RESULTS

Patients characteristics and comparison of clinical data by PA status

In total, 160 patients were included. Table 1 shows their characteristics. Of all patients, 149 (93.1%) were male, and the mean patient age was 71.8 ± 4.5 years. The mean time since COPD diagnosis was 104.6 ± 128.6 months. Of all patients, 25 lived alone and 137 were unemployed (15.6% and 85.6%, respectively). The most common comorbidities were hypertension (36 patients, 22.5%) and diabetes (14, 8.8%). The mean numbers of admission and emergency room visits over the previous year were 1.2 ± 0.7 and 1.6 ± 1.1, respectively.
The mean daily walking time was 31.4 ± 47.3 minutes for all patients, of whom 64.4% exhibited low-level PA (< 30 min/day), 16.3% moderate-level PA (30 to 60 min/day), and 19.4% high-level PA (≥ 60 min/day). Table 1 compares the clinical characteristics among the three groups. Upon univariate analysis, a decreased exercise capacity in the 6-minute walk test and an increased dyspnea score (MMRC ≥ 2) were significantly associated with low-level PA (p < 0.1). The severity of COPD (derived using the BODE [body mass index, degree of airway obstruction, dyspnea, and exercise capacity] index) was inversely related to PA. Indices of lung function, such as forced expiratory volume in 1 second (FEV1), did not differ significantly among the three groups.

Questionnaire scores

Table 2 shows the relationships of PA with HRQL, health status, and psychosocial factors. Patients with low-levels of PA tended to have a reduced HRQL (high total SGRQ scores) and poor health (low SF-36 scores). Additionally, the proportions of patients with anxiety (HADS-A score of ≥ 8) and depression (HADS-D score of ≥ 8) were higher in patients with low-level PA.

Predictors of low-level PA in elderly patients

We used univariate and multivariate logistic regression models to identify predictors of low-level PA in elderly patients with COPD. Univariate analysis indicated that six factors (MMRC score of ≥ 2, 6-minute walk test result of < 250 m, total SGRQ score, SF-36 physical functioning score, HADS-D score of ≥ 8, and HADS-A score of ≥ 8) should be included in the multivariate model (Table 3). The factors independently associated with low-level PA on multivariate analysis were severe dyspnea (MMRC score of ≥ 2) and depression (HADS-D score of ≥ 8) (Table 4).

DISCUSSION

We explored the clinical factors associated with low-level PA in elderly patients with COPD. The median age of all patients was 71.8 years, and two-thirds reported low-levels of PA. This proportion is higher than those of previous studies that included middle-aged patients [11]. Our principal findings were that dyspnea severity and depression were independently associated with low-level PA in elderly patients with COPD. Although several studies have sought to identify predictors of low-level PA in patients with COPD [8,10,11], few have specifically examined clinical factors influencing PA in elderly patients. Therefore, this is the first study to analyze PA patterns and predictors of low-level PA in elderly patients with COPD.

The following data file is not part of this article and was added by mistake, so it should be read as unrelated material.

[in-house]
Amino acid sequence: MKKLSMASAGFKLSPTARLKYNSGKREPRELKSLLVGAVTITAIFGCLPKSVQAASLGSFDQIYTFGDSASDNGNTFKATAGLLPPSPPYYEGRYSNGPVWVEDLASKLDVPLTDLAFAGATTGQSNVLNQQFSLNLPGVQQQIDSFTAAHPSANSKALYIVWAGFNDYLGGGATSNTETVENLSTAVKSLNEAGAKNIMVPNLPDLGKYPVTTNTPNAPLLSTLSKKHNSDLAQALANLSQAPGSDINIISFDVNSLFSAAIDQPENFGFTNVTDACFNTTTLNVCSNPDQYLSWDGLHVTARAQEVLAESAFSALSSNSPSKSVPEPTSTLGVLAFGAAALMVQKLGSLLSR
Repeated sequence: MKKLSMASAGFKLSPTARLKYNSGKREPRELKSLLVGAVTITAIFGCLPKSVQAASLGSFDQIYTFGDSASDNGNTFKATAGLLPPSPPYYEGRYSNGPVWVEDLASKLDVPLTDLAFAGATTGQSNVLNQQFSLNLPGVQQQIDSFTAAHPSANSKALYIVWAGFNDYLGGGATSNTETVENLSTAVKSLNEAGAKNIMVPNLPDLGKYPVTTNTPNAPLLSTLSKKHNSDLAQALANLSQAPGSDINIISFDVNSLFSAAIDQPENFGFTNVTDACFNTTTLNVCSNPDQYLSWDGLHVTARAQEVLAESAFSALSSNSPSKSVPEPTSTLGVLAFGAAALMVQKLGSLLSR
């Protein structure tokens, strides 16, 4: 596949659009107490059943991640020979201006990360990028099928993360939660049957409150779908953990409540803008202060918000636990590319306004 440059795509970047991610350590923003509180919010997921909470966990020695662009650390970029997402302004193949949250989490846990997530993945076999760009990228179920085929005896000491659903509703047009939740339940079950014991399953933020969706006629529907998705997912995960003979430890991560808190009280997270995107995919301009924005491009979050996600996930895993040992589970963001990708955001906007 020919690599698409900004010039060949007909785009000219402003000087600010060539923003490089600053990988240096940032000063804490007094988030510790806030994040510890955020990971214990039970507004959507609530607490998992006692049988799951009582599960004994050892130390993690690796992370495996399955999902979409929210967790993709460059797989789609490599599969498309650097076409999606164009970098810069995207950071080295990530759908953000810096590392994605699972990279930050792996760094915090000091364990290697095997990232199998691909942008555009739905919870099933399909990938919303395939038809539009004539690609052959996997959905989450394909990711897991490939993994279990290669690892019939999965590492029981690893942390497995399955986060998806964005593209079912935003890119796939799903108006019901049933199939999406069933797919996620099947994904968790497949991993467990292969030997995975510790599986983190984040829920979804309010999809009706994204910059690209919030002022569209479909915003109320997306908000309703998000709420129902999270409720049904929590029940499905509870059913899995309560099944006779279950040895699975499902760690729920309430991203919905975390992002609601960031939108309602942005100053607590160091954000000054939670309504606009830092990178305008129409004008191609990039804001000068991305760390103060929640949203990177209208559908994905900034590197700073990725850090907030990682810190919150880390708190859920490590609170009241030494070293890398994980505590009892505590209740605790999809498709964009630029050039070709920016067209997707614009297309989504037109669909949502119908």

Of all patients, 30.6% had severe dyspnea (MMRC score of ≥ 2), which was independently associated with low-level PA. The etiology of dyspnea is multifactorial, but recent mechanistic studies suggest that dynamic lung hyperinflation-induced volume restriction with consequent neuromechanical uncoupling of the respiratory system are associated with exertional dyspnea and exercise intolerance in patients with COPD [21]. Previous studies found that relief of exertional dyspnea and improved exercise endurance following prescription of bronchodilator therapy were correlated with reduced lung hyperinflation [21]. In addition, dyspnea was the only symptom predicting variation in functional performance, and oxygen may influence such performance and the dyspnea symptoms per se in patients with COPD [22]. Although COPD treatments have traditionally sought to improve both pathological and physiological parameters, assessment of the response to treatment may be key when it is sought to predict improvements in the daily activities and outcomes of elderly patients.